Terra Nova Bothy Bag Review

Terra Nova Superlite 2 Bothy Bag used on ice near my kayak.

Over the last couple of years, I tested and used Terra Nova’s bothy bags, which Terra Nova bills as “Lightweight, compact and inexpensive shelters for emergencies or lunch stops.” Basically, bothy bags are giant stuff sacks designed to hold humans. You get out of your kayak or canoe, pull the bothy out of the stuff sack and pull it over top of you. The bags are just large enough to accommodate you and your friends, but nothing else. The fabric blocks the outside weather and warms up quickly. I own both the Superlite 2 and the Bothy 4, and I’ve used both in a variety of weather and situations. I’ll review both briefly here.

The Superlite 2 (pictured above) uses silicone nylon and has minimal features to reduce weight down to 8 oz. It packs down into a sewn-on stuff sack that compresses to about a half of the size of a Nalgene bottle. It features a single pole slot in the roof and two reinforced seats. Because I solo paddle more often than in groups, I use this bothy the most. It’s almost always in my day hatch on day trips, because it’s exactly the right size for one person — two make it tight. I use it most often in bad weather to eat lunch. I remember one particularly bad day that I needed to paddle 15 miles from camp into town to meet up with a friend. The air temps hovered right around freezing and a stiff headwind blew shoulder to overhead waves and sleet at me. The water temps were in the upper-30s. By lunch time, I felt chilled to the bone. I stopped on a sandy beach, grabbed my lunch and the bothy. Once inside, the bothy warmed up quickly. After lunch, I didn’t want to get out! I’ve also used this bag several times to add warm to my sleeping bag on cold nights. Price: $94.95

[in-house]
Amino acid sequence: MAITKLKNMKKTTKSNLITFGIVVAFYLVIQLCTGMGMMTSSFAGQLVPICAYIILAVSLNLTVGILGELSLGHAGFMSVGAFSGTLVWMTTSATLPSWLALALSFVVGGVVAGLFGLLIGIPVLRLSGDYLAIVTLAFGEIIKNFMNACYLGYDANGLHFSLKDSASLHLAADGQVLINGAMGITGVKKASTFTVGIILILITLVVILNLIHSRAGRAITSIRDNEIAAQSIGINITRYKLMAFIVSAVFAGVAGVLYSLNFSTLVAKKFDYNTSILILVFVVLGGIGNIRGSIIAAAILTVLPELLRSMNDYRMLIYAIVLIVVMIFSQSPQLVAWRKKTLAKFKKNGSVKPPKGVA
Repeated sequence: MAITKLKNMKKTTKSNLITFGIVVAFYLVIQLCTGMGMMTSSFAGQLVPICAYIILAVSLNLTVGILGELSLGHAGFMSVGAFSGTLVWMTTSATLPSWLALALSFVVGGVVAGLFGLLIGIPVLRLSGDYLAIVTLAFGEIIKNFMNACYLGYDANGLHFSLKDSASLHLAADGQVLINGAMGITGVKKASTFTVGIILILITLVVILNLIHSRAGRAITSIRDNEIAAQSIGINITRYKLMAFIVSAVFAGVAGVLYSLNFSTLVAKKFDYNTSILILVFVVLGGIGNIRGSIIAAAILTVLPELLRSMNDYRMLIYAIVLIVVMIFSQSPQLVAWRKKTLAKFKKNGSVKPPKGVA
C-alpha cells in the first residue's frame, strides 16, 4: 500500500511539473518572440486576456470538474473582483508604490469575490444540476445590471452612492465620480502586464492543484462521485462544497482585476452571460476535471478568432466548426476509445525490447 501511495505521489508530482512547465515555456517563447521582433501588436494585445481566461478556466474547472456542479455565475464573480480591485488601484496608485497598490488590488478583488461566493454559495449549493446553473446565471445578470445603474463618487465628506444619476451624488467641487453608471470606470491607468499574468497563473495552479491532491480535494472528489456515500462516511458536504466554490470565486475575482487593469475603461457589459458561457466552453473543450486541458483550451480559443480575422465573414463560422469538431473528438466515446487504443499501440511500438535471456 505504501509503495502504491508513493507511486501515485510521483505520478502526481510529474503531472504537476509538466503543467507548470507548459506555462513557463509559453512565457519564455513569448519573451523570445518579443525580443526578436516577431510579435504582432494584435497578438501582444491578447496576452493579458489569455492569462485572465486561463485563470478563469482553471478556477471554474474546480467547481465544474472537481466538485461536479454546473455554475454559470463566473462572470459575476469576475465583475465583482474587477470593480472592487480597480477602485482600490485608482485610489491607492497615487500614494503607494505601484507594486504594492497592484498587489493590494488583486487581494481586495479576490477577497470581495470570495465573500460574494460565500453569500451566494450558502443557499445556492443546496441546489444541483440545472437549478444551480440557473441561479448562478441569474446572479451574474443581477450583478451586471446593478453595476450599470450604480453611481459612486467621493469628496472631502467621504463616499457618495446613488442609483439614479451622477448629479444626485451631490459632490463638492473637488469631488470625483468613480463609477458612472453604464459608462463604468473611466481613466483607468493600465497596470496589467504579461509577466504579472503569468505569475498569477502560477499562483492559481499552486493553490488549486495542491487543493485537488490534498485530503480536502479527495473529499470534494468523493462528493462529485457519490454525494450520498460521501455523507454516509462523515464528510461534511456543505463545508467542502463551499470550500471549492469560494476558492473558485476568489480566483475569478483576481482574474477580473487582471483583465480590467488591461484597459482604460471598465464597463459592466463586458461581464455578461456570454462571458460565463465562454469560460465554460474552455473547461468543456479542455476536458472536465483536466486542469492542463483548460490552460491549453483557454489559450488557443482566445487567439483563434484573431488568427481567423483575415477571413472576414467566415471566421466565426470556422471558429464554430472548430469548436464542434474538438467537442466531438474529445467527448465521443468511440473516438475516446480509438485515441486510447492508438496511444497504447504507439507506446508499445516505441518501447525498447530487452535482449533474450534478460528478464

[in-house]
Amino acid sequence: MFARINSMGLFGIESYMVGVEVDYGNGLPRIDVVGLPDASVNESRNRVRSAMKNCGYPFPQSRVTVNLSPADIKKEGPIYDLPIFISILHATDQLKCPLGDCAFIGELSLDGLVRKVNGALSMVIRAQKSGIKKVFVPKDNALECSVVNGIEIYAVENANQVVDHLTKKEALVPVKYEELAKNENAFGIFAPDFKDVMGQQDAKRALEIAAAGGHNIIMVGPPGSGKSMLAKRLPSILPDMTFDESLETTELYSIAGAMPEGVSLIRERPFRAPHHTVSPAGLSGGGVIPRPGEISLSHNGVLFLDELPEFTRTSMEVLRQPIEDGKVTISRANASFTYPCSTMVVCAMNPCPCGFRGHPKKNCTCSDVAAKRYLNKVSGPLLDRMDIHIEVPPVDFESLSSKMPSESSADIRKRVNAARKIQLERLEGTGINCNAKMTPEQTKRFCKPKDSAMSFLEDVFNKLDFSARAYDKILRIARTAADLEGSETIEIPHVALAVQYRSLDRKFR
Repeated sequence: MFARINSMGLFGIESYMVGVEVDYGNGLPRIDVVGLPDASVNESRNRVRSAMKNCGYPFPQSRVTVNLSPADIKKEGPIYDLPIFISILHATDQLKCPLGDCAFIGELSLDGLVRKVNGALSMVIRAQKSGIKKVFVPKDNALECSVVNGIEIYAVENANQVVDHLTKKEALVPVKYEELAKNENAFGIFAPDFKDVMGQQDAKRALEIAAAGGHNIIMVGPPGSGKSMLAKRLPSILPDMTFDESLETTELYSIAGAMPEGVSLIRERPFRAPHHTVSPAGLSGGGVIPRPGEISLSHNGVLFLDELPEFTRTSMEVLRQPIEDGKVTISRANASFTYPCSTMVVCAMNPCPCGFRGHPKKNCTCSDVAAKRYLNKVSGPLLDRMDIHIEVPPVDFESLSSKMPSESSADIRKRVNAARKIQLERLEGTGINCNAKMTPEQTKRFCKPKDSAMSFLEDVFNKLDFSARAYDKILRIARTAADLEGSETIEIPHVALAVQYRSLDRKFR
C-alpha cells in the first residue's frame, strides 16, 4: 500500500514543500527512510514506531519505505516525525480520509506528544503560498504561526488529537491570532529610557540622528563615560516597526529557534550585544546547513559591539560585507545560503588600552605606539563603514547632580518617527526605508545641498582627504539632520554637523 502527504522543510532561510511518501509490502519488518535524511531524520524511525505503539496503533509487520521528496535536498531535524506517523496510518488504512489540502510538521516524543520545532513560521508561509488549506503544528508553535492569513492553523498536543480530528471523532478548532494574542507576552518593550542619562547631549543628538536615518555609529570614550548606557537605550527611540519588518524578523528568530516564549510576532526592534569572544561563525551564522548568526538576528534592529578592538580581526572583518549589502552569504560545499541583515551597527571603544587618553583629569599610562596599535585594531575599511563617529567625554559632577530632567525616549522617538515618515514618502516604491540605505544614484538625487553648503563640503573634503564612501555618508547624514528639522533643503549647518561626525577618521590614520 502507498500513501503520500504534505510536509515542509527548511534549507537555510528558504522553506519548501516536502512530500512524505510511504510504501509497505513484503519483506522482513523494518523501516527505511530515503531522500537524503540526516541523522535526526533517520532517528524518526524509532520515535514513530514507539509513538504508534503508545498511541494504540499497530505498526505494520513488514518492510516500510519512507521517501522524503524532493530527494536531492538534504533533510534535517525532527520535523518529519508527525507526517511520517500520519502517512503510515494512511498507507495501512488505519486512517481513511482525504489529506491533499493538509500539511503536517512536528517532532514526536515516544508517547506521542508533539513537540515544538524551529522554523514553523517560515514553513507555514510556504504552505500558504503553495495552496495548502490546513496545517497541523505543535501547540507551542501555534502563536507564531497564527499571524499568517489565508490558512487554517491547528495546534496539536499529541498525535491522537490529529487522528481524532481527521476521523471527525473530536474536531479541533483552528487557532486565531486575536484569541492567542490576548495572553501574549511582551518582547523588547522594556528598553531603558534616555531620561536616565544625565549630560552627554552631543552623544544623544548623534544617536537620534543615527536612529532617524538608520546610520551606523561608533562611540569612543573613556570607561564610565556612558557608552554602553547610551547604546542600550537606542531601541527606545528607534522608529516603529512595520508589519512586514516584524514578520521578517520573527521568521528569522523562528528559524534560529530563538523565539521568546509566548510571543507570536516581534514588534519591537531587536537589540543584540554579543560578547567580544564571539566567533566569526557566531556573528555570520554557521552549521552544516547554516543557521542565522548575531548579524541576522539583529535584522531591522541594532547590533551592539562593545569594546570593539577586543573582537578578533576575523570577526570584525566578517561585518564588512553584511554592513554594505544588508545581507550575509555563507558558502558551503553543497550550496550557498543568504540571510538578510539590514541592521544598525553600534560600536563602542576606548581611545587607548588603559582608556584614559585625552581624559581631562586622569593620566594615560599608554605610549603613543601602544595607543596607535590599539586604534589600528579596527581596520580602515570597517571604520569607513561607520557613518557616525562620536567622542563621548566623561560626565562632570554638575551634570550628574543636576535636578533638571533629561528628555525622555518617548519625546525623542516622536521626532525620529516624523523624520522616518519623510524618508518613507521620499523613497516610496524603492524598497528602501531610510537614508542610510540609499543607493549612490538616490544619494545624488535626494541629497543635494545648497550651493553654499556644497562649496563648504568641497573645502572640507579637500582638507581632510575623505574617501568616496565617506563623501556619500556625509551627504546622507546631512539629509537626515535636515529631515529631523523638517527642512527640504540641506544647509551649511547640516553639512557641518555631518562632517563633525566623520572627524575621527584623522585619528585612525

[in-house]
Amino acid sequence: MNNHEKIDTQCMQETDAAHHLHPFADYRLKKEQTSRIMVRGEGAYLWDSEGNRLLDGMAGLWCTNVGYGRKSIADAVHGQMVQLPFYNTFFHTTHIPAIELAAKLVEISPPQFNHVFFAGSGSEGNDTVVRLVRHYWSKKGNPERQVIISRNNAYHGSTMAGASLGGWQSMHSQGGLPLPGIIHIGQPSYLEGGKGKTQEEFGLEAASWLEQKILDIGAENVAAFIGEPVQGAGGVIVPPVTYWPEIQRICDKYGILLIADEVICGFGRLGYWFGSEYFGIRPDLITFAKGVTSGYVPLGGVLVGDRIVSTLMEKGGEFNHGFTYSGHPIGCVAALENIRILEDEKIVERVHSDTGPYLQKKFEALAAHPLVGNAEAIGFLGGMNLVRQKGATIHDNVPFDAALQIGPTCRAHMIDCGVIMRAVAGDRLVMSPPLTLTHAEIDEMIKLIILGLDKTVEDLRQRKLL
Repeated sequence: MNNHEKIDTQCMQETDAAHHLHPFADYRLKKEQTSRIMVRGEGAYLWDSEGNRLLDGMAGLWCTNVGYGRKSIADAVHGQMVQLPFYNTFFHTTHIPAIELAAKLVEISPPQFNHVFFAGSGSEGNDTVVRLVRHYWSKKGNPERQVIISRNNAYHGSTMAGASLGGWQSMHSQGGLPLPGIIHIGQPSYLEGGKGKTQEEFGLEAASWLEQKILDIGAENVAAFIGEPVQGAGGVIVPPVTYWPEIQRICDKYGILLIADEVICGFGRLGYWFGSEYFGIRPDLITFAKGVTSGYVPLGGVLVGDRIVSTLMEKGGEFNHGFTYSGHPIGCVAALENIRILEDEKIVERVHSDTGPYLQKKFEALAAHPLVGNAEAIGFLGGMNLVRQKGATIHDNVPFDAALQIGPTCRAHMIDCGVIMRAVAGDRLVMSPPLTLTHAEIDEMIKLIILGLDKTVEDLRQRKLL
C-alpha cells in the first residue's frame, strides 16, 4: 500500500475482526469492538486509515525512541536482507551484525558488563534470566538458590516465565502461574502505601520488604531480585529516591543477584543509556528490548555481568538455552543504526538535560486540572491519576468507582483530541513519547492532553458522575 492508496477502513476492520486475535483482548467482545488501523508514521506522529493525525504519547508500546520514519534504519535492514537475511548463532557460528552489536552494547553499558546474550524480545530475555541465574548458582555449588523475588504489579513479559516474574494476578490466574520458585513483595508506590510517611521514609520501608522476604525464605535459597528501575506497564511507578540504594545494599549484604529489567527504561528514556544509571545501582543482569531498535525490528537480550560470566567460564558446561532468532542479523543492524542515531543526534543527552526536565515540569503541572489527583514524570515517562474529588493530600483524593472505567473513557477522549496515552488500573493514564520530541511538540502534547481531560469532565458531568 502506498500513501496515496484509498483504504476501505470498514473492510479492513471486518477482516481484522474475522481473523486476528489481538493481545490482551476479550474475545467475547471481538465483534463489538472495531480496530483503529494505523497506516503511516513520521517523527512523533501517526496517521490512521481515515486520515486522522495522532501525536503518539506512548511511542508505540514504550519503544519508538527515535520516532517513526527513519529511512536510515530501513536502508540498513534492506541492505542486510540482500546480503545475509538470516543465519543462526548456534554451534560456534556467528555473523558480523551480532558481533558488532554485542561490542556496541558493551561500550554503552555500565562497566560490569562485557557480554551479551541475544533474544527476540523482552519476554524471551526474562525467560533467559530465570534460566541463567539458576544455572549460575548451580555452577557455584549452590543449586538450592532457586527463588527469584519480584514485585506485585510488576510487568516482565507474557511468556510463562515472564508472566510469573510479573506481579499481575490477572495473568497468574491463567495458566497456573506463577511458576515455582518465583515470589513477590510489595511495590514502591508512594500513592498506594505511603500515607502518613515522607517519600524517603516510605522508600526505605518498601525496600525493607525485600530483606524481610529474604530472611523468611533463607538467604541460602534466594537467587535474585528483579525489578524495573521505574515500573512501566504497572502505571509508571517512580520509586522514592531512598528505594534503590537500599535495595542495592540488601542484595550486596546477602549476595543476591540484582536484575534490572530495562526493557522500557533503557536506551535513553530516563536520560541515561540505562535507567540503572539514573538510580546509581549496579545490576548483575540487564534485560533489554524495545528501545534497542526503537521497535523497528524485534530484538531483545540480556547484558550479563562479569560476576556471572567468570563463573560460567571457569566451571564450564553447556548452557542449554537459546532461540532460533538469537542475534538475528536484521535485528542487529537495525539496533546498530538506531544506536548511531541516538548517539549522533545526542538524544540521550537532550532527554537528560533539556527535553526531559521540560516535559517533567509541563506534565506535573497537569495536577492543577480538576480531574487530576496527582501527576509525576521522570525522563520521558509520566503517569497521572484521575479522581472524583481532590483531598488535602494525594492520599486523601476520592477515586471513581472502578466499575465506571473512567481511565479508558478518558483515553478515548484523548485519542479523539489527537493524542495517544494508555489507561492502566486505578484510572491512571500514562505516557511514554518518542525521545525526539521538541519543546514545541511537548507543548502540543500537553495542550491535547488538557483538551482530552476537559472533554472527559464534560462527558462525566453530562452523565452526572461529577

The Bothy 4 is much larger and has more features. It weighs about 21 oz. and fits four people. The bag is bigger than a water bottle, but compresses easily. It features a built-in stuff sack, four reinforced seats, a pole sleeve and a window. I actually use this one less than the other, because everyone usually wants to spread out during a break. (Although a friend of mine took this bag with him on a ski trip to the south pole, he never used it.) For four people, it feels tight, and with all the body heat, it gets very warm quickly. Both of the bags get humid inside, but this one feels more humid, probably, because of the extra moisture in everyone’s breath. For larger groups or guided tours, I think the larger sizes make good sense. I’d like to try an 8- or 12- person version during kayaking classes. On miserable days, they might be a better place for shore lessons than under a tarp. Price: $59.95

Overall, I think bothy bags are a great idea and worth the extra weight in climates that have miserable weather. They give you a way to get warm quickly. In an emergency, they’d offer a quick way to wrap a hypothermic victim. The only downside is that they’re hard to find in the U.S. A friend of mine actually bought the ones that I have in England and brought them back for me. Hopefully, more stores will start carrying these soon. The above links lead to one store in the U.S. that actually carries them.

p.s. I know that Sea Kayaker Magazine scooped me on this review.

Subscribe! Get PaddlingLight in your inbox. Enter your email address:


  • How do you anchor the bothy? Is there a floor or is the ground exposed inside? Thank you.

    • Bothies have no floor and you fold the edge of the fabric over and sit on it to anchor it. Some have seats with reinforced fabric to sit on.

Comments are closed.